Pre-historic human remains, coffins, potteries unearthed in Hamedan

March 10, 2019 - 9:59

TEHRAN – A team of Iranian archaeologists has recently unearthed pre-historic human remains, coffins and potteries during an urgent excavation in Hamedan, west-central Iran.

“Five graves with clay coffins in shape of a bathtub or boat, two jar-shaped coffins, and two tombs bearing no coffins were among the excavated objects,” CHTN quoted archaeologist Mohammad Shabani as saying on Thursday.

“The emergency excavation was carried out in Hamedan’s Imam Khomeini Sq. along a pedestrian path and within an area in the middle of the square, which was previously dig out for making a fountain,” he said, addressing audiences at the 16th Annual Symposium on the Iranian Architecture.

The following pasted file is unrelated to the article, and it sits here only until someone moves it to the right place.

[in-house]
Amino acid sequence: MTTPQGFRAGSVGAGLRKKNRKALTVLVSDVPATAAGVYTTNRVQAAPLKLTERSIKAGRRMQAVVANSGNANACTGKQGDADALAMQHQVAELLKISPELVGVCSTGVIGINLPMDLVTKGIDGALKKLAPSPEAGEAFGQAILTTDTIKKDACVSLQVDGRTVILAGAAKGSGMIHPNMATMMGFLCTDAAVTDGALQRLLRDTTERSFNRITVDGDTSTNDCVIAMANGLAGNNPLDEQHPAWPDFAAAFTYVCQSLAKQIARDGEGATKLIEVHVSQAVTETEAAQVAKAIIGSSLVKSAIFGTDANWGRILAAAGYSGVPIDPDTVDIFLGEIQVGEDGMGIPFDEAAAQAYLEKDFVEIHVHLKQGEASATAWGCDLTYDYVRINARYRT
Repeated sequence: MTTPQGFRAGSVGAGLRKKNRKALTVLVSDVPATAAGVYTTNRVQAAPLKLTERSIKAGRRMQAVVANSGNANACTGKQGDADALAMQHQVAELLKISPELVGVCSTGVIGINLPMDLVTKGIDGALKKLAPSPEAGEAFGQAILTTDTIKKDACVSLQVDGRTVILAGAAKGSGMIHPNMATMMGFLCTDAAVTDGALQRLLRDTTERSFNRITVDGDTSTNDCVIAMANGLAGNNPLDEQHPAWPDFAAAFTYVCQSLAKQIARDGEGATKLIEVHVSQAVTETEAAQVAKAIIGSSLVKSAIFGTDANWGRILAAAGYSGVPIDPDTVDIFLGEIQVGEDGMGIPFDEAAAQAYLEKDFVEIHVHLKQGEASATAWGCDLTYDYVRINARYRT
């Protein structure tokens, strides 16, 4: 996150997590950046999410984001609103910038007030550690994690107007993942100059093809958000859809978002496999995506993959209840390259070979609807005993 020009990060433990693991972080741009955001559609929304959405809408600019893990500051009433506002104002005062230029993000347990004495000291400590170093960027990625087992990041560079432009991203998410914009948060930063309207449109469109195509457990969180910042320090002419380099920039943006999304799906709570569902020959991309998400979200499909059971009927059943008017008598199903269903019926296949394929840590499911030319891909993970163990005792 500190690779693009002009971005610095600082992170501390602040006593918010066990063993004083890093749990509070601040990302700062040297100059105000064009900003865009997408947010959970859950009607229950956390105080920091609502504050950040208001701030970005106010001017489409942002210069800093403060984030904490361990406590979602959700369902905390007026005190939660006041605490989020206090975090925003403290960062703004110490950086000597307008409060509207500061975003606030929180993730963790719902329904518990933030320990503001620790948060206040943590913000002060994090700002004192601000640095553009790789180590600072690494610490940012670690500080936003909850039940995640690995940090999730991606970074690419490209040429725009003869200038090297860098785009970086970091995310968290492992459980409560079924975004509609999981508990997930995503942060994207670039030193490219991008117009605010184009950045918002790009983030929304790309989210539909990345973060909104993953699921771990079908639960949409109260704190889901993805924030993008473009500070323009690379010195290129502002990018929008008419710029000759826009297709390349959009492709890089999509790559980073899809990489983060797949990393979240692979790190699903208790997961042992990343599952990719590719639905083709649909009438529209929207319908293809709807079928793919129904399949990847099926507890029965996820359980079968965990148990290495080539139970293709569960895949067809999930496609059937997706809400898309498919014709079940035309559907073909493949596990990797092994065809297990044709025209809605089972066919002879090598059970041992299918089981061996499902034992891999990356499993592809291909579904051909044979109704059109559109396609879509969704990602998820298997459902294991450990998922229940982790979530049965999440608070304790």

The survey yielded “large volumes” of cultural data on earthenware, burial services, and archaeology, Shabani stated.

“Excepting one of burial places, others are dating from Achaemenid era (550-330 BC) to early Parthian epoch (247 BC–224 CE).”

A large proportion of the findings around Imam Sq. is associated with vestiges of potteries that date back to various historical times including the Islamic era, he said.

Modern Hamedan largely lies on ancient Ecbatana, which was the capital of Media and subsequently a summer residence of the Achaemenian kings.


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